Its a small thing really, but it can be so helpful. The EEOC has adopted a new national policy that it will allow persons who file an EEOC Charge to obtain a copy of the employer’s explanation. The employer is required by federal statute to provide a response to the employee’s charge of discrimination. The charge itself is just one page. The employer’s response, known as a “Position Statement,” can be quite lengthy with many pages of attachments. For decades, the EEOC has contacted the complainant and reviewed the employer’s response with the complainant. The EEOC would then ask for the employee’s response. Here in San Antonio, the EEOC would summarize the Position Statement in a letter and invite a response from the employee. But, in some regions of the country, the EEOC already provides a copy of the Position Statement itself and then invites the employee’s response. This change in national policy makes the process more uniform.
As I have mentioned before, the EEOC rarely conducts an actual investigation. That is, it does not typically interview possible witnesses or review documents. All it does is compare the employee’s charge to the Position Statement. But, when employers “fudge” the facts a bit, that early statement can include some valuable pieces of evidence. As the employer’s story evolves over time, the Position Statement is the first “cut” at what its story is. if the story changes later, that Position Statement is critical to show that the employer’s story has changed.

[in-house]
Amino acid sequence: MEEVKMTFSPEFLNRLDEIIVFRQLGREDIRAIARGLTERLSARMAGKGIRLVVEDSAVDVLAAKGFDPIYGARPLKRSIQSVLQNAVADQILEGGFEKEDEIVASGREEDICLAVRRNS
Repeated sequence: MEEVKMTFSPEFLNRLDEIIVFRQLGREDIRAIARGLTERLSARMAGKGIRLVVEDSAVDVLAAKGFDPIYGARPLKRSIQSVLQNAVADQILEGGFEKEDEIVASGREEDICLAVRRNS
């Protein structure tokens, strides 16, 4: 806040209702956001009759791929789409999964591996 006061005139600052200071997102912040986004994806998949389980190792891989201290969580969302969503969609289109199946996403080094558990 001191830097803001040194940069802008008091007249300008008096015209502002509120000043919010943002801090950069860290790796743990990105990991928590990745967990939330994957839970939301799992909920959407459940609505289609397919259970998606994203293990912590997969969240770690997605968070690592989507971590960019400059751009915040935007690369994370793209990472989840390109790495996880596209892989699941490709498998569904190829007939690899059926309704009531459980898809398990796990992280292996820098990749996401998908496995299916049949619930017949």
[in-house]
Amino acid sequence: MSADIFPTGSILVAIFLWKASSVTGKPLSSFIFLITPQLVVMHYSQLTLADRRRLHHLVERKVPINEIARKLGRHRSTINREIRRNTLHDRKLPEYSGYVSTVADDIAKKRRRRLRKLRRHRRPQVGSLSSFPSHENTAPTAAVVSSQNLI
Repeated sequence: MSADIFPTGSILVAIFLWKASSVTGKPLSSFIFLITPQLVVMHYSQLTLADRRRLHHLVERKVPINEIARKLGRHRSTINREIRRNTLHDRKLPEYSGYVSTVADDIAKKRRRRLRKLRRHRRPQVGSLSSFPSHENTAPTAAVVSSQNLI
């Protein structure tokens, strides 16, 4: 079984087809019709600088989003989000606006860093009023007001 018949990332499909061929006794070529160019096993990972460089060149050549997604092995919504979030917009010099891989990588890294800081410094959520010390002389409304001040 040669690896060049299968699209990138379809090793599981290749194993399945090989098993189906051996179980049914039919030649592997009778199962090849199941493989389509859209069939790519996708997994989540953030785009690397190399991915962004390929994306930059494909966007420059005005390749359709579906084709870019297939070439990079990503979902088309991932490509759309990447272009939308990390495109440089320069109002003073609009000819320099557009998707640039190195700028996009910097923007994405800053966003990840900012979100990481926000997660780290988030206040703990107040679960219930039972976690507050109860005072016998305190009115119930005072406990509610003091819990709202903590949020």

So, it is helpful to get a copy of the Position Statement sooner than later. But, in the end, this new policy changes little. The EEOC will still not conduct an actual investigation. So, the outcome of the EEOC investigation will not change. Yet, some defense lawyers see this change as “one-sided” in allowing the employee to see the employer’s story – while supposedly not allowing the employer to see the employee’s story. See Holland and Hart blog post here for example. But, the employer does receive a copy of the charge. The charge is just one page, but it does indeed provide the employee’s story to the employer.
I cannot help but notice Holland and Hart’s advice that if the employer maintains good records and good policies, then this change will not affect them. Sure, but the defense lawyer does not mention that only in rare cases does the EEOC conduct an actual investigation. And, if there is no actual investigation, then there will not be a finding of discrimination. The EEOC does have teeth, but those teeth are so rarely used. But, I suppose if employers did not feel some sense of urgency, then they would not hire those defense lawyers…..